Good morning. This is Alex Marienthal with the Gallatin National Forest Avalanche Forecast on Sunday, December 31st at 6:00 a.m. This information is sponsored by Uphill Pursuits and Mystery Ranch. This forecast does not apply to operating ski areas.
This morning there is no new snow, temperatures are 20s to low-30s F, and wind is out of the southwest at 5-25 mph with gusts of 10-35 mph. Today, temperatures will reach high 20s to mid-30s F, and wind will be out of the west-southwest at 5-15 mph. No snow is expected until next year, but fingers are crossed for a storm in the forecast next weekend to bring some decent accumulation.
The snowpack is shallow with an abundance of weak, sugary snow on most slopes. Ian and Doug discuss this in their video from Taylor Fork last week. A person can trigger an avalanche where the weak snow is capped with a supportable, cohesive slab. Slopes with this poor snow structure are mostly confined to where last week’s strong winds drifted snow into thicker slabs, or where more snow accumulated with the most recent storm over a week ago.
On Thursday in the Bridger Range, Dave and Ian saw an avalanche that broke earlier in the week on a wind-loaded slope (video, photo). Over the last two days, skiers reported collapsing of the snowpack in Hyalite (observation 1, observation 2), Beehive (observation) and near Cooke City (observation), a sign of poor snow structure and the potential to trigger an avalanche on steeper slopes. The likelihood of triggering an avalanche has decreased as each day passes without snow, but large slides remain possible in specific areas.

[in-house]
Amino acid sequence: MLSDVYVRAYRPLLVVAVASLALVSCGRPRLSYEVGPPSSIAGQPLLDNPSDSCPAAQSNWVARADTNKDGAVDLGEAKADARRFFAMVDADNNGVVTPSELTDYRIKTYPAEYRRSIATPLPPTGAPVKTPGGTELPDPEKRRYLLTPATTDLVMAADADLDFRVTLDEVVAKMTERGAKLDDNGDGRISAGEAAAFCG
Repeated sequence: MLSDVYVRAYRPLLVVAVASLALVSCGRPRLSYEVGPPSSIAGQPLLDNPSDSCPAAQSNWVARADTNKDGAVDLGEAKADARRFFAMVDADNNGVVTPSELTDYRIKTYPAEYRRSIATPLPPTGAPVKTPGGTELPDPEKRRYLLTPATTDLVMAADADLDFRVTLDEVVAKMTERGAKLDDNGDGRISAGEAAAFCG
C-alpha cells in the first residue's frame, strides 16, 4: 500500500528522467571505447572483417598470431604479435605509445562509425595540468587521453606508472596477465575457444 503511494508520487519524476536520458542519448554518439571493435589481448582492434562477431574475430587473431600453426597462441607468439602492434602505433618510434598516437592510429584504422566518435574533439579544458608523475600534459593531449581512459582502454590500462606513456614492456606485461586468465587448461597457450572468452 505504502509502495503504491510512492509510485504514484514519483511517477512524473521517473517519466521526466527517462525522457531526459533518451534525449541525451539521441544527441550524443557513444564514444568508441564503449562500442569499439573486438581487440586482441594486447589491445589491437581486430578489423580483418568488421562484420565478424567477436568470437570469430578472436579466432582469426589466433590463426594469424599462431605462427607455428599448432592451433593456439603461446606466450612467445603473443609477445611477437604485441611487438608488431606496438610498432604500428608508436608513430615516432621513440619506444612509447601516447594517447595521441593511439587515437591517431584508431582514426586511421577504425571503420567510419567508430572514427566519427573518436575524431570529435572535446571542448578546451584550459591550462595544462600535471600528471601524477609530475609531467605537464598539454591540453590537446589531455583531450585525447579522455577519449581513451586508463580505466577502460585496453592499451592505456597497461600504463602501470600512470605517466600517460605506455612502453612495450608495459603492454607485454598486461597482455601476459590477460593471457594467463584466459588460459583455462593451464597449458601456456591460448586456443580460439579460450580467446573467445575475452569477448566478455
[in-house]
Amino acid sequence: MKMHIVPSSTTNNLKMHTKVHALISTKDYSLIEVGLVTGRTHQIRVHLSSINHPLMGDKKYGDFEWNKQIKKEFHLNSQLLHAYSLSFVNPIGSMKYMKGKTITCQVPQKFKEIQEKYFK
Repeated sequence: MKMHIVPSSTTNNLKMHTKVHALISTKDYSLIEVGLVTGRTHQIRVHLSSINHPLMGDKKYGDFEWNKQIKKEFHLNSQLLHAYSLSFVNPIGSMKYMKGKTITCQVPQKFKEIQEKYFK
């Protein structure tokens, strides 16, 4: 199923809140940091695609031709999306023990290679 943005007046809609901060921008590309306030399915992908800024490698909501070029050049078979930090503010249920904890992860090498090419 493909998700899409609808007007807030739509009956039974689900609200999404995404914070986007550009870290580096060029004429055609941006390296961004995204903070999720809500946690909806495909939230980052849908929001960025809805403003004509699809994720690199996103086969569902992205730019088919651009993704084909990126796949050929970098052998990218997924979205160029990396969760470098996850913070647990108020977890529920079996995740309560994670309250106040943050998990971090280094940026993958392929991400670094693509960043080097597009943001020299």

Before riding or crossing steep slopes assess the snowpack for instability. If you find a stiff slab of snow that supports you on a sled or skis, stop to look for weak snow underneath. Avoid steep terrain where you find this poor snow structure, or if you see obvious signs of instability like collapsing and cracking. The thin snowpack requires only a few minutes to dig and do a stability test before getting into avalanche terrain.
Human-triggered avalanches are possible and the avalanche danger is MODERATE in the mountains around Bozeman, Big Sky, West Yellowstone, Island Park and Cooke City.
If you venture out, please fill an observation form. It does not need to be technical. Did you see any avalanches? How much snow is on the ground? Was the wind moving snow? Simple observations are incredibly valuable. You can also contact us via email (firstname.lastname@example.org), phone (406-587-6984), or Instagram (#gnfacobs).
Upcoming Avalanche Education and Events
Our education calendar is full of awareness lectures and field courses. Check it out: Events and Education Calendar.
Every weekend in Cooke City: Friday at The Antlers at 7 p.m., Free Avalanche Awareness and Current Conditions talk, and Saturday from 10 a.m.-2 p.m. at Round Lake Warming Hut, Free Rescue Practice.
King & Queen 2024, 3 February 2024. Form a team or sign up individually to hike laps on the Bridger Bowl ridge to fundraise for the Friends of the Avalanche Center.
Loss in the Outdoors is a support group for those affected by loss and grief related to outdoor pursuits. Check out the link for more information.
Here’s a quick read, The Invisible Hands of Avalanche Work, an interview with GNFAC forecaster, Doug Chabot.